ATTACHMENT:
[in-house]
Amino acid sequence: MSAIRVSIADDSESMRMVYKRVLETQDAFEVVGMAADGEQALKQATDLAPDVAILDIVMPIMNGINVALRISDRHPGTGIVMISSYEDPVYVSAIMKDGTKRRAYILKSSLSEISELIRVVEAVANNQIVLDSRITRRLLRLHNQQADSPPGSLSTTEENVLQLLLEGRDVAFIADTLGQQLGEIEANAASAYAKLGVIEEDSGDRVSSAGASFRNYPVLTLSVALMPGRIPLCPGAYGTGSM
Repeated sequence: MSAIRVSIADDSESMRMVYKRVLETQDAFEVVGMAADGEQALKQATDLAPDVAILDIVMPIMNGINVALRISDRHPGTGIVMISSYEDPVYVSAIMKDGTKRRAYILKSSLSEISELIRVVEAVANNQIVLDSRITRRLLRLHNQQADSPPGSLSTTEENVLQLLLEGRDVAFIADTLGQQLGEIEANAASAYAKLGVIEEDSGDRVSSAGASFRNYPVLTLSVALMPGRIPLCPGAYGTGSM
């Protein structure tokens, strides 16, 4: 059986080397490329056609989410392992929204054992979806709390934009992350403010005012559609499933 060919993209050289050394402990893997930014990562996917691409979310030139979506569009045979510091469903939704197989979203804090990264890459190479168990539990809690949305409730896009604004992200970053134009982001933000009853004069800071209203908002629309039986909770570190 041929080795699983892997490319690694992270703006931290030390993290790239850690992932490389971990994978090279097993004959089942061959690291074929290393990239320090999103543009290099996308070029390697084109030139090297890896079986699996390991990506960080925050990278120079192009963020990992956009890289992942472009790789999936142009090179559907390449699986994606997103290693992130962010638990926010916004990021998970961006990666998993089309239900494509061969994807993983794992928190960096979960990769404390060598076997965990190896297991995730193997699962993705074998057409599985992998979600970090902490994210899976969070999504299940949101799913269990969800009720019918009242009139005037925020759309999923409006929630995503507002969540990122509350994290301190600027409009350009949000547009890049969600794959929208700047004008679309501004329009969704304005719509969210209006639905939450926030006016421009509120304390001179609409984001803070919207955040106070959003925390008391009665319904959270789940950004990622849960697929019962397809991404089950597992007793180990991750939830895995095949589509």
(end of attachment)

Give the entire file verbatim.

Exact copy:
[in-house]
Amino acid sequence: MSAIRVSIADDSESMRMVYKRVLETQDAFEVVGMAADGEQALKQATDLAPDVAILDIVMPIMNGINVALRISDRHPGTGIVMISSYEDPVYVSAIMKDGTKRRAYILKSSLSEISELIRVVEAVANNQIVLDSRITRRLLRLHNQQADSPPGSLSTTEENVLQLLLEGRDVAFIADTLGQQLGEIEANAASAYAKLGVIEEDSGDRVSSAGASFRNYPVLTLSVALMPGRIPLCPGAYGTGSM
Repeated sequence: MSAIRVSIADDSESMRMVYKRVLETQDAFEVVGMAADGEQALKQATDLAPDVAILDIVMPIMNGINVALRISDRHPGTGIVMISSYEDPVYVSAIMKDGTKRRAYILKSSLSEISELIRVVEAVANNQIVLDSRITRRLLRLHNQQADSPPGSLSTTEENVLQLLLEGRDVAFIADTLGQQLGEIEANAASAYAKLGVIEEDSGDRVSSAGASFRNYPVLTLSVALMPGRIPLCPGAYGTGSM
């Protein structure tokens, strides 16, 4: 059986080397490329056609989410392992929204054992979806709390934009992350403010005012559609499933 060919993209050289050394402990893997930014990562996917691409979310030139979506569009045979510091469903939704197989979203804090990264890459190479168990539990809690949305409730896009604004992200970053134009982001933000009853004069800071209203908002629309039986909770570190 041929080795699983892997490319690694992270703006931290030390993290790239850690992932490389971990994978090279097993004959089942061959690291074929290393990239320090999103543009290099996308070029390697084109030139090297890896079986699996390991990506960080925050990278120079192009963020990992956009890289992942472009790789999936142009090179559907390449699986994606997103290693992130962010638990926010916004990021998970961006990666998993089309239900494509061969994807993983794992928190960096979960990769404390060598076997965990190896297991995730193997699962993705074998057409599985992998979600970090902490994210899976969070999504299940949101799913269990969800009720019918009242009139005037925020759309999923409006929630995503507002969540990122509350994290301190600027409009350009949000547009890049969600794959929208700047004008679309501004329009969704304005719509969210209006639905939450926030006016421009509120304390001179609409984001803070919207955040106070959003925390008391009665319904959270789940950004990622849960697929019962397809991404089950597992007793180990991750939830895995095949589509």